The job seemed impossible. Probably because it was.
Time passed slowly in the muddy tunnel. My only companions were Jack and a few earthworms that were crawling across my calves, checking out my socks.
I started to think the dragon wouldn’t go out for dinner. Maybe he’d call for pizza instead. Then I’d end up with an elfish Domino’s delivery guy falling on my face. I was about to lose hope when Alderman’s putrid smell hit me like a thousand burning frogs kamikaze-diving into my nostrils.
Above, the woven branches rattled as the dragon emerged from his cave.
“I’m thirsty, Mr. Alderman,” he growled to himself. “And hungry, too. Inge hasn’t served me a proper dinner in days, weeks, months? Where is that worthless girl?”
He dragged himself closer to my hiding place. Dirt rained on my chest. My lungs constricted as I waited for the whole tunnel to collapse on top of me.
The dragon’s snout eclipsed my hole. All he had to do was look down and he’d see me. I’d be toasted like a nisser.
“I can’t leave,” Mr. Alderman muttered. “The treasure must be guarded! The neighbors, can’t trust them!”
He snarled in frustration. “Back, then, Mr. Alderman. Back to your duties!”
Before he could retreat, from somewhere in the woods a bright flash of light painted the dragon’s snout amber—the color of Hearthstone’s rune magic.
The dragon hissed. Smoke curled between his teeth. “What was that? Who is there?”
“Father.” The voice turned my marrow to ice. The sound echoed, weak and plaintive, like a child calling from the bottom of a well.
“NO!” The dragon stomped on the ground, shaking the earthworms off my socks. “Impossible! You are not here!”
“Come to me, Father,” the voice pleaded again.
I’d never known Andiron, Hearth’s dead brother, but I guessed I was hearing his voice. Had Hearthstone used the othala rune to summon an illusion, or had he managed something even more terrible? I wondered where elves went when they died, and if their spirits could be brought back to haunt the living….
“I have missed you,” said the child.
The dragon howled in agony. He blew fire across my hiding place, aiming for the sound of the voice. All the oxygen was sucked from my chest. I fought down the impulse to gasp. Jack buzzed gently against my side for moral support.
“I am here, Father,” the voice persisted. “I want to save you.”
“Save me?” The dragon edged forward.
Veins pulsed on the underside of his scaly green throat. I wondered if I could stab him in the gullet. It looked like a soft target. But it was too far above me, out of my blade’s reach. Also, Jack and Hearthstone had been very specific: I had to aim for the heart.
“Save me from what, my precious boy?” The dragon’s tone was tortured and ragged, almost human—or rather almost elfish. “How can you be here? He killed you!”
“No,” said the child. “He sent me to warn you.”
The dragon’s snout quivered. He lowered his head like a threatened dog. “He—he sent you? He is your enemy. My enemy!”
“No, Father,” said Andiron. “Please, listen. He has given me a chance to persuade you. We can be together in the next life. You can redeem yourself, save yourself, if you willingly give up the ring—”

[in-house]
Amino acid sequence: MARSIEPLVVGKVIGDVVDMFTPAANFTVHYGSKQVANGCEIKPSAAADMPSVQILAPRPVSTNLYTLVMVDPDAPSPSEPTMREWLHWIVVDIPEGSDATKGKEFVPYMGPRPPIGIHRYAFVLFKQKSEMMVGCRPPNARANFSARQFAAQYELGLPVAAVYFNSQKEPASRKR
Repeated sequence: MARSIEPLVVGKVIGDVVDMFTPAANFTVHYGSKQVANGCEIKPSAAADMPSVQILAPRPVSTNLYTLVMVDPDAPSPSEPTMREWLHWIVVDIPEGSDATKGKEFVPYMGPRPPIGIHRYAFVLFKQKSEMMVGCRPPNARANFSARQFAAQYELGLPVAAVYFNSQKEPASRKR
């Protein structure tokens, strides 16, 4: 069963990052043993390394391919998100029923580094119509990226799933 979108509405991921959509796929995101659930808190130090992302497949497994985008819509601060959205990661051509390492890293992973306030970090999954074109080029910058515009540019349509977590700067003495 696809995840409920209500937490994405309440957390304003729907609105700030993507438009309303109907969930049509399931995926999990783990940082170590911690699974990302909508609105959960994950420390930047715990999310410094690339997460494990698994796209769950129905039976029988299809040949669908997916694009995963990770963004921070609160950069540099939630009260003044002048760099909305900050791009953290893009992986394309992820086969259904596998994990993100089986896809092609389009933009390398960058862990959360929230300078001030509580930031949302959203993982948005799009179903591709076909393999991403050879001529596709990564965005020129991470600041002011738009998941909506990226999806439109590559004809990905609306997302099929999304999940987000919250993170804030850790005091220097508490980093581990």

“THE RING! I knew it! Show yourself, deceiver!”
The dragon’s neck was so close now. I could slide Jack’s blade right up to his carotid artery and—Jack hummed a warning in my mind: No. Not yet.
I wished I could see what was happening at the edge of the clearing. I realized Hearth had not just created a magic distraction. He had summoned the spirit of Andiron, hoping against hope that his brother might be able to save their father from his wretched fate. Even now, after all Alderman had done to him, Hearthstone was willing to give his dad a chance at redemption, even if it meant standing in his brother’s shadow one last time.
The clearing grew still and silent. In the distance, briars rustled.
Alderman hissed. “YOU.”
I could only imagine one person Alderman would address with so much familiar contempt. Hearthstone must have revealed himself.
“Father,” pleaded Andiron’s ghost. “Do not do this—”
“Worthless Hearthstone!” the dragon cried. “You dare use magic to sully your brother’s memory?”
A pause. Hearthstone must have signed something, because Alderman bellowed in reply, “Use your board!”
I clenched my teeth. As if Hearth would carry around that awful little board Alderman used to make him write on—not because Alderman couldn’t read ASL, but because he enjoyed making his son feel like a freak.
“I will kill you,” the dragon said. “You dare try to trick me with this grotesque charade?”
He barreled forward—too fast for me to react. His belly covered the nisser hole and plunged me into darkness. Jack lit his runes, illuminating the tunnel, but I was already disoriented from fear and shock. An opening in the dragon’s belly armor appeared just above me, but I had no idea how much of his body had charged past. If I struck now, would I hit his heart? His gallbladder? His lower intestine?
Jack hummed in my mind: No good! That’s the sixth chink! The dragon needs to back up!
I wondered if Mr. Alderman would respond to a politely worded request. I doubted it.